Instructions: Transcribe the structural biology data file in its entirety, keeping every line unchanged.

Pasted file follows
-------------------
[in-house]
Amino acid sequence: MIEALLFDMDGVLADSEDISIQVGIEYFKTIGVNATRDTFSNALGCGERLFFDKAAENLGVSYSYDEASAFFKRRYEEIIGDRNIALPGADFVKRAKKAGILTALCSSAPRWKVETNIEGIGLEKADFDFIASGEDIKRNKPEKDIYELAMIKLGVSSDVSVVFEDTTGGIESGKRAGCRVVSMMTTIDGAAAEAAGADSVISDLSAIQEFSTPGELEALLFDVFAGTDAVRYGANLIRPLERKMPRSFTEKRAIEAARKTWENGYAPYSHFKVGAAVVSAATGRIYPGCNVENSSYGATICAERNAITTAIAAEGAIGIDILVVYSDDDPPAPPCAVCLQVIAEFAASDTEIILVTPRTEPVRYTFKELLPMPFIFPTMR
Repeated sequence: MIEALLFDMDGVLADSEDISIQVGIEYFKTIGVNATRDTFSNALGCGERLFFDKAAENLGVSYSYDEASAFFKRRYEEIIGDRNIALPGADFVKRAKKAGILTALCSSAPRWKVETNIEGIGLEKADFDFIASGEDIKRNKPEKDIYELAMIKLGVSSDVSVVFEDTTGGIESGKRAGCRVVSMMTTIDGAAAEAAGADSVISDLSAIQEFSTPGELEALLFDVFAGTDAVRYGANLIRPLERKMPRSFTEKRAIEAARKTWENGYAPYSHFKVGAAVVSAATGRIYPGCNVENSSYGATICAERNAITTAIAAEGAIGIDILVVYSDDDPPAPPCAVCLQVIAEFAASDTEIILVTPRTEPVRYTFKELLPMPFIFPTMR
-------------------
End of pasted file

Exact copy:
[in-house]
Amino acid sequence: MIEALLFDMDGVLADSEDISIQVGIEYFKTIGVNATRDTFSNALGCGERLFFDKAAENLGVSYSYDEASAFFKRRYEEIIGDRNIALPGADFVKRAKKAGILTALCSSAPRWKVETNIEGIGLEKADFDFIASGEDIKRNKPEKDIYELAMIKLGVSSDVSVVFEDTTGGIESGKRAGCRVVSMMTTIDGAAAEAAGADSVISDLSAIQEFSTPGELEALLFDVFAGTDAVRYGANLIRPLERKMPRSFTEKRAIEAARKTWENGYAPYSHFKVGAAVVSAATGRIYPGCNVENSSYGATICAERNAITTAIAAEGAIGIDILVVYSDDDPPAPPCAVCLQVIAEFAASDTEIILVTPRTEPVRYTFKELLPMPFIFPTMR
Repeated sequence: MIEALLFDMDGVLADSEDISIQVGIEYFKTIGVNATRDTFSNALGCGERLFFDKAAENLGVSYSYDEASAFFKRRYEEIIGDRNIALPGADFVKRAKKAGILTALCSSAPRWKVETNIEGIGLEKADFDFIASGEDIKRNKPEKDIYELAMIKLGVSSDVSVVFEDTTGGIESGKRAGCRVVSMMTTIDGAAAEAAGADSVISDLSAIQEFSTPGELEALLFDVFAGTDAVRYGANLIRPLERKMPRSFTEKRAIEAARKTWENGYAPYSHFKVGAAVVSAATGRIYPGCNVENSSYGATICAERNAITTAIAAEGAIGIDILVVYSDDDPPAPPCAVCLQVIAEFAASDTEIILVTPRTEPVRYTFKELLPMPFIFPTMR